But it's not all clunking chains and dead carcasses and hairy monsters down there.  There are the most beautiful schools of fish, made of gossamer.  There are laboratories of alchemy down there, sealed from the water and hidden from sight.  The You that you don't know very well is cooking up things and while S/he does, it feels like it is some sort of evil.  It feels like you are dying.  But sometimes hairy monsters do not stay hairy monsters forever.  That's why stories exist about frogs and princes. 

I feel today like I am dying.  But everyone who swims in these waters knows, that's not the end of the story.

And yet even so, I feel like help!, like I have lost myself again, and that feels very unsafe. Even while I know it's not the whole of the matter or the end of it either.

Do you still do that old-fashioned thing of actually borrowing actual books from your actual library?  I know, right?  It's so three-dimensional.  Moving your body into a public shared space to borrow books that are on paper?  Bizarre!

Though there is a growing amount of reading I am finding myself doing on my phone (must stop that stupid habit) on the e-reader and on the computer, for me they are still a shadow of the old ways.  The tactile nature of reading a book that is made from paper not plastic means that my enjoyment of book-learnin' has only grown alongside my e-reading.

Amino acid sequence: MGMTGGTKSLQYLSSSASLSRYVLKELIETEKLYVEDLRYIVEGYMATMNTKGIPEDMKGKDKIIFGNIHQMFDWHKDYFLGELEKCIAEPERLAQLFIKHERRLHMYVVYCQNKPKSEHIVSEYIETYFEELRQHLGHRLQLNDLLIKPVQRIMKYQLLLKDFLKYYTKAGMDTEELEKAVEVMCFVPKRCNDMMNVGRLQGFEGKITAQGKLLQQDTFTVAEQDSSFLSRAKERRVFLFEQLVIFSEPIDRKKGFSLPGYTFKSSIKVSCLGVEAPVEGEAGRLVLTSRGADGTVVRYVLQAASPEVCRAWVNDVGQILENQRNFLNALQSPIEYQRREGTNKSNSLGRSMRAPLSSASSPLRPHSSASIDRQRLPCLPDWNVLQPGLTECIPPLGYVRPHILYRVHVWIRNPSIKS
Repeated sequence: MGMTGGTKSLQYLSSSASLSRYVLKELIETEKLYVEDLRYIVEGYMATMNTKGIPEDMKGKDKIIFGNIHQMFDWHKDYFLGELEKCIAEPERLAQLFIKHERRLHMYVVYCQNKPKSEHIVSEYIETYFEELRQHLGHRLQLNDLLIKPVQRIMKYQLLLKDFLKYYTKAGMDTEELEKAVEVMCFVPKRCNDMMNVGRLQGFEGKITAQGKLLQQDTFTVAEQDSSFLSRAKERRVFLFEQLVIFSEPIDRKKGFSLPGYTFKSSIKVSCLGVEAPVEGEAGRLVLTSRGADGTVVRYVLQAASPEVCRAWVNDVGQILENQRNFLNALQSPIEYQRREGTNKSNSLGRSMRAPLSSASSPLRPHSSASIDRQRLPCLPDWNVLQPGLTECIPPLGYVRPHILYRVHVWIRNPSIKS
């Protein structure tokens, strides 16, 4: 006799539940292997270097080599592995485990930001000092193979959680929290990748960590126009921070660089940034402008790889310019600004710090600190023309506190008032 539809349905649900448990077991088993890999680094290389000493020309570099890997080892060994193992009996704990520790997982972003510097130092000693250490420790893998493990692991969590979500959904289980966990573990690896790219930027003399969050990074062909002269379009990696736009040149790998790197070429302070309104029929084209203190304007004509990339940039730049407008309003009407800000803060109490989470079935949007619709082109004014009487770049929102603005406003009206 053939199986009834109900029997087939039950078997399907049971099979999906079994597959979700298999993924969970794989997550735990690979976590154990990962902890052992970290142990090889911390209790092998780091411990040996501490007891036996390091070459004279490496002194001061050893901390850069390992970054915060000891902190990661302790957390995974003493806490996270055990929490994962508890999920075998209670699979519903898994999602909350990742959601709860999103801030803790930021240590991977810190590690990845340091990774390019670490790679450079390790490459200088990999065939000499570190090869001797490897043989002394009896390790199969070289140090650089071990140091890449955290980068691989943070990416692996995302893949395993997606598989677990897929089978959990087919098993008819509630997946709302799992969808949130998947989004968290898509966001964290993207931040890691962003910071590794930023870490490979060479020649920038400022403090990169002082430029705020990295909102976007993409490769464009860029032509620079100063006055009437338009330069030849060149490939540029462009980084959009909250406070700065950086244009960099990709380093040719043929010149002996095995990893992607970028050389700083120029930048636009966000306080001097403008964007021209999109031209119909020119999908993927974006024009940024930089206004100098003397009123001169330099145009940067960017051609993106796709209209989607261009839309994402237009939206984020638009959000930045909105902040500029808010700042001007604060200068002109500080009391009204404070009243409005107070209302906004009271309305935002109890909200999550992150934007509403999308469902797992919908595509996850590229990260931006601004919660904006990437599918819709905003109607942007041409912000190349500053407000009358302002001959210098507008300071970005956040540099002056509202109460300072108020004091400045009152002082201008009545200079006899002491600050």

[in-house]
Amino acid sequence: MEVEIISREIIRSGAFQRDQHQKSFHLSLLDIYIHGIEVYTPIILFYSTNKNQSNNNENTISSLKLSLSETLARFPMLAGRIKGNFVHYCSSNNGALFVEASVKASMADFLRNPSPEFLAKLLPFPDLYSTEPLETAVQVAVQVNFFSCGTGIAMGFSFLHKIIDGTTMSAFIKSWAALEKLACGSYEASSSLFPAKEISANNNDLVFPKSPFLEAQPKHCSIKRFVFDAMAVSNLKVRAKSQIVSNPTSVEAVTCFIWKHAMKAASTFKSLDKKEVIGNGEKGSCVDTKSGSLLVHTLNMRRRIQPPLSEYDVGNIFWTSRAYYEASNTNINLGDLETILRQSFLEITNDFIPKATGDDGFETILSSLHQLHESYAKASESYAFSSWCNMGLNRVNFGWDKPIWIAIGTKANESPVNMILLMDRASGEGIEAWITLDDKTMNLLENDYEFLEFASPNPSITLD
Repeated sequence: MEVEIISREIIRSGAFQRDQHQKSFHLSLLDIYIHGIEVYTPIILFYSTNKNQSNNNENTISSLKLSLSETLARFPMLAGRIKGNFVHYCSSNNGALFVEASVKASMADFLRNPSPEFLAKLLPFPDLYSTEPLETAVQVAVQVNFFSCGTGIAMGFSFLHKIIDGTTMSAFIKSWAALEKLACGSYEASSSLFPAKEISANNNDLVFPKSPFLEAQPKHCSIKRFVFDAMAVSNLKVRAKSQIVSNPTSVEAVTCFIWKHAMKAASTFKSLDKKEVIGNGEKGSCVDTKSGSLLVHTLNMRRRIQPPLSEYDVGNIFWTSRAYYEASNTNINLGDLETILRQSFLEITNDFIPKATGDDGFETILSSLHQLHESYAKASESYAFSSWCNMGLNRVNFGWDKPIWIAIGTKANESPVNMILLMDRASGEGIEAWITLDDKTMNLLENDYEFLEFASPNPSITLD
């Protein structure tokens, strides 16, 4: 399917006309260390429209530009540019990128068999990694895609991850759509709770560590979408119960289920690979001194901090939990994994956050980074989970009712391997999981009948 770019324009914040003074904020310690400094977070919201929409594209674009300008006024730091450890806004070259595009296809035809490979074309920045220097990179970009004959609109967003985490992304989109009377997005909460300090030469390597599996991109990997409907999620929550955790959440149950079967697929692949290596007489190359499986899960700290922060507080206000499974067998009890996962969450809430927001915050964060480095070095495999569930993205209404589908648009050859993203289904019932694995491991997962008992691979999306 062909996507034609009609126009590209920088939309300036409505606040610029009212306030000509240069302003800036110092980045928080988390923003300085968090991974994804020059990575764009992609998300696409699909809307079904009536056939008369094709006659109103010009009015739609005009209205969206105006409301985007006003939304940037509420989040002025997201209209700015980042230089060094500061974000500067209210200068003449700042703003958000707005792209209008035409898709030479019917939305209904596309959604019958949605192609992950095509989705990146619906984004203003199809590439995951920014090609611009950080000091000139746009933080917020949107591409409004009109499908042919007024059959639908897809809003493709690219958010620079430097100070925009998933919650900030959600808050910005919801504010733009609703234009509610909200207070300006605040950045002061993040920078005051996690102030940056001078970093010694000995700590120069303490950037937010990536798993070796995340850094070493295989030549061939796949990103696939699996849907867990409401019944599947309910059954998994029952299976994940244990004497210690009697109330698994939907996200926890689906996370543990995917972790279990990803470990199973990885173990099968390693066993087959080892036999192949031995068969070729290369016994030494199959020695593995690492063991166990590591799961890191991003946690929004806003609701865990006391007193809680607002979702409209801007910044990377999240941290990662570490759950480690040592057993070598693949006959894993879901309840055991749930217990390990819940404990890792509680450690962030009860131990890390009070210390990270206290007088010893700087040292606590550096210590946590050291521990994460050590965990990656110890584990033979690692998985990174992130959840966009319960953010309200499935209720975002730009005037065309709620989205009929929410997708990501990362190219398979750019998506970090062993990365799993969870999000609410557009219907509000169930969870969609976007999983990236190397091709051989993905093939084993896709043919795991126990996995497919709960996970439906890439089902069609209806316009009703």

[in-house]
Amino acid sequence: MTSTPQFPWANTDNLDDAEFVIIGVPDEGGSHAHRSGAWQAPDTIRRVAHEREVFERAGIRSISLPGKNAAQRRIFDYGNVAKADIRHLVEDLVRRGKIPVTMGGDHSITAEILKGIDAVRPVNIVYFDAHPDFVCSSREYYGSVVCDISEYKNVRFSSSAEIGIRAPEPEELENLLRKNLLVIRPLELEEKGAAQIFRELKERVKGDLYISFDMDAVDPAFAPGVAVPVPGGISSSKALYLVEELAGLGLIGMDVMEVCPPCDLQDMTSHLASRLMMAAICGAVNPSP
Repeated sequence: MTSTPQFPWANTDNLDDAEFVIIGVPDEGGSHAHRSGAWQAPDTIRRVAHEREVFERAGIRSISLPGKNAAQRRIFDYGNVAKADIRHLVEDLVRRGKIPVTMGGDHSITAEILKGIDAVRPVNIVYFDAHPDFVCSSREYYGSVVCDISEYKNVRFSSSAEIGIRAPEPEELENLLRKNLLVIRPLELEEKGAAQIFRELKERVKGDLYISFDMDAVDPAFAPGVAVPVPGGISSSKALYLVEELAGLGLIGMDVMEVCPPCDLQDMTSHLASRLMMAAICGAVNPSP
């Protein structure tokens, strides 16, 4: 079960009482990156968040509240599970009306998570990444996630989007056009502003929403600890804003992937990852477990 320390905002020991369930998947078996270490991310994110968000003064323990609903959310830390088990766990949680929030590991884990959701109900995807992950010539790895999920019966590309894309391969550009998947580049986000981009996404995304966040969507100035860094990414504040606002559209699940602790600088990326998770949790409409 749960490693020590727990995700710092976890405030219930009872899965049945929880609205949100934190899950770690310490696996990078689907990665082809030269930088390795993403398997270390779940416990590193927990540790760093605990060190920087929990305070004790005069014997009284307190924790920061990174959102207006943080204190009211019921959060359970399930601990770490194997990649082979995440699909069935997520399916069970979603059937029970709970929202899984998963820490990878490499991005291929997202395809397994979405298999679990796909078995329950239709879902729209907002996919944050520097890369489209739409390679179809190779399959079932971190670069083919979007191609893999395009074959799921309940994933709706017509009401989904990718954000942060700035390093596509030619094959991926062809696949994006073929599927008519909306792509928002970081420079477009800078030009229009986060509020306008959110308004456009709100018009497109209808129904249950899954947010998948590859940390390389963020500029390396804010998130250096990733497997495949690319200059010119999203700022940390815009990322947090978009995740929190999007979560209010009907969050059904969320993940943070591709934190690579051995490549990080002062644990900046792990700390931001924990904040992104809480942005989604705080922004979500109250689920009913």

I love the library, and do not take for granted living in a country that has a plethora of books available for me to borrow and read for myself, all for nothing at my local libe!

Well, nothing except for the fact that as taxpayers we actually pay for it anyway.  But nothing as in no user-pays charges.  Which is a refreshing change, I must say.

And except it doesn't even end up being nothing for me anyway, because as an avid user who struggles to maintain herself upright and responsible and adult and productive within space-time, there's often library fines on my card.

I feel bad about that.  Every time I get another fine I tell myself that that is the last time it will happen.  Next time, I will be more organised and get them back on time.  Which is sort of sad because I actually already am organised.  As soon as I borrow books I come home, make a note of when they're due, and type myself a reminder a day or two earlier to take them back.  But still, one never can tell what sort of a day one is going to have, and suddenly one can find oneself putting off the library till tomorrow, and then tomorrow forgetting about going to the library at all.


Which is why I am a little bit in love with the Eastern Regional Library Service's Xmas Food for Fines Amnesty.  Basically, it's a swap - you bring in some non-perishable food all this week, and the library will waive your fines.